Quote Investigator: QI has found no substantive evidence that this tale about Churchill is genuine. He died in 1965, and a version of the punchline was attributed to him by 1988.
The humor of the statement under analysis is heightened by the use of antimetabole: a clause is repeated with the key words “fire” and “speech” transposed. The first instance of this antimetabole located by QI was published in a Crown Point, Indiana newspaper in 1879. Extracts from a speech about oration by a person identified as Professor Matthews contained the following. Emphasis added to excerpts by QI:
“The man who can’t put fire into his speeches, should put his speeches into the fire.”
“The speaking eye, the apt gesture, the written word, and the sculptured or pointed image are comparatively dead things; it is the voice that has life—the power to thrill, to exalt, to melt, to persuade, and to appal.”
This expression was not identical to the one being explored, but the rhetorical technique was the same. This passage also appeared in other Indiana newspapers in 1879 such as the one in North Manchester.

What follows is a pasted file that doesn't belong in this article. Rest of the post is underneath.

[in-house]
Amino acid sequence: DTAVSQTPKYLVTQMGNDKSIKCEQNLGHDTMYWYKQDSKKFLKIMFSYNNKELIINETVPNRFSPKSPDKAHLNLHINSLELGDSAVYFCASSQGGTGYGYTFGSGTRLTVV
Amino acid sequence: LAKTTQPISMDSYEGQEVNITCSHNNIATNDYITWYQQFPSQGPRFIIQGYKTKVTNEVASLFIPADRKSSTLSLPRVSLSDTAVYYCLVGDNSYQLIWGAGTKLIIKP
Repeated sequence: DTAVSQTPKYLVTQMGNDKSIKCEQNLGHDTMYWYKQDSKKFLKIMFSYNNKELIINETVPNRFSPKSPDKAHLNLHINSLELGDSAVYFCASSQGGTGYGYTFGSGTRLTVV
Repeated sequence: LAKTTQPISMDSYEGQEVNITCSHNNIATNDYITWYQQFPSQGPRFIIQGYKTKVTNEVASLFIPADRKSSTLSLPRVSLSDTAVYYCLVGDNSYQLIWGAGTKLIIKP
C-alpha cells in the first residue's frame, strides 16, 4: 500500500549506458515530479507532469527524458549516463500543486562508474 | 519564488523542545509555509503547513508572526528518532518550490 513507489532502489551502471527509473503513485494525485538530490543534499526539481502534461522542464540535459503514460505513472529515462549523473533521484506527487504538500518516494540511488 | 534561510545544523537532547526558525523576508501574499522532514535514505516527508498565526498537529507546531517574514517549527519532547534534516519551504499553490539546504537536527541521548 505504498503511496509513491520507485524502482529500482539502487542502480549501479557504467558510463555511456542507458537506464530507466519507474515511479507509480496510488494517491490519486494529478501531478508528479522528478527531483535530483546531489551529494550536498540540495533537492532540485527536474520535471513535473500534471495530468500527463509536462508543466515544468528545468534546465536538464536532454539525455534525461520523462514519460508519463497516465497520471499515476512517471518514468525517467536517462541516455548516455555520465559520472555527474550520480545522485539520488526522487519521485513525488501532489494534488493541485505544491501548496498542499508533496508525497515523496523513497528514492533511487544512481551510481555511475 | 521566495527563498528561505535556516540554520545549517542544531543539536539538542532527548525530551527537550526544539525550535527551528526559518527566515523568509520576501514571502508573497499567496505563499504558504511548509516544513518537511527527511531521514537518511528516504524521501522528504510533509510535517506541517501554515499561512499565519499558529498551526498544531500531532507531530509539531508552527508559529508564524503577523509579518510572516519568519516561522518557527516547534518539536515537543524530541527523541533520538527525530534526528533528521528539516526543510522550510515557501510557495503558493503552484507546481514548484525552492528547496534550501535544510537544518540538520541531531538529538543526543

Below are additional selected citations in chronological order. Continue reading Put Fire Into This Speech? You Should Put This Speech Into the Fire
Henry Ward Beecher? Apocryphal?
Dear Quote Investigator: Are you familiar with the amusing anecdote about an “April Fool” letter sent to the famous orator Henry Ward Beecher. Would you please examine the tale’s provenance?
Quote Investigator: The earliest evidence known to QI was published on April 27, 1870 in the “Daily Evening Traveller” of Boston, Massachusetts. Boldface has been added to excerpts:
SIGNING ONE’S NAME.—Mr. Beecher sends the following note to the N. Y. Ledger:
“MY DEAR MR. BONNER, —I have just received a curious letter from Michigan, and I give it to you verbatim:
“OWASSO CITY, Mich., 1870.
I have heard of men who wrote letters and forgot to sign their name, but never before met a case in which a man signed his name and forgot to write the letter. H.W.B.
Thanks to top researcher Barry Popik who located the citation above.